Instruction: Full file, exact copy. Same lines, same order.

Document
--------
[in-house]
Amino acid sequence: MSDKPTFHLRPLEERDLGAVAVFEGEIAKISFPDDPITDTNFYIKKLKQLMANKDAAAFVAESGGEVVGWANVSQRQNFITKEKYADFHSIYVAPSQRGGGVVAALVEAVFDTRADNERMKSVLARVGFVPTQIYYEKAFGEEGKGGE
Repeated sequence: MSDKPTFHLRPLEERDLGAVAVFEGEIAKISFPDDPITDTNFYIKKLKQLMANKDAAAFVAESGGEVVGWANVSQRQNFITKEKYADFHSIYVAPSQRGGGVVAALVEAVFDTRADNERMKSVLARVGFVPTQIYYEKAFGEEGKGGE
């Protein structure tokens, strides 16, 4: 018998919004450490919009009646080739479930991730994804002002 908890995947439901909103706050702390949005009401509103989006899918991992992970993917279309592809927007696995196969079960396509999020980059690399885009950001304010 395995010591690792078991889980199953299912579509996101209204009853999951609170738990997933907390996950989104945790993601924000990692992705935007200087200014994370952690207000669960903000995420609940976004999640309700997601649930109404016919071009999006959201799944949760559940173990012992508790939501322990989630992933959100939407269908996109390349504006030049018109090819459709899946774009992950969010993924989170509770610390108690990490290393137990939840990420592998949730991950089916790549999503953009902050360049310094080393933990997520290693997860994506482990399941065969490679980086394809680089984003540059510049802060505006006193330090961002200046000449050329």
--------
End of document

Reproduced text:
[in-house]
Amino acid sequence: MSDKPTFHLRPLEERDLGAVAVFEGEIAKISFPDDPITDTNFYIKKLKQLMANKDAAAFVAESGGEVVGWANVSQRQNFITKEKYADFHSIYVAPSQRGGGVVAALVEAVFDTRADNERMKSVLARVGFVPTQIYYEKAFGEEGKGGE
Repeated sequence: MSDKPTFHLRPLEERDLGAVAVFEGEIAKISFPDDPITDTNFYIKKLKQLMANKDAAAFVAESGGEVVGWANVSQRQNFITKEKYADFHSIYVAPSQRGGGVVAALVEAVFDTRADNERMKSVLARVGFVPTQIYYEKAFGEEGKGGE
């Protein structure tokens, strides 16, 4: 018998919004450490919009009646080739479930991730994804002002 908890995947439901909103706050702390949005009401509103989006899918991992992970993917279309592809927007696995196969079960396509999020980059690399885009950001304010 395995010591690792078991889980199953299912579509996101209204009853999951609170738990997933907390996950989104945790993601924000990692992705935007200087200014994370952690207000669960903000995420609940976004999640309700997601649930109404016919071009999006959201799944949760559940173990012992508790939501322990989630992933959100939407269908996109390349504006030049018109090819459709899946774009992950969010993924989170509770610390108690990490290393137990939840990420592998949730991950089916790549999503953009902050360049310094080393933990997520290693997860994506482990399941065969490679980086394809680089984003540059510049802060505006006193330090961002200046000449050329």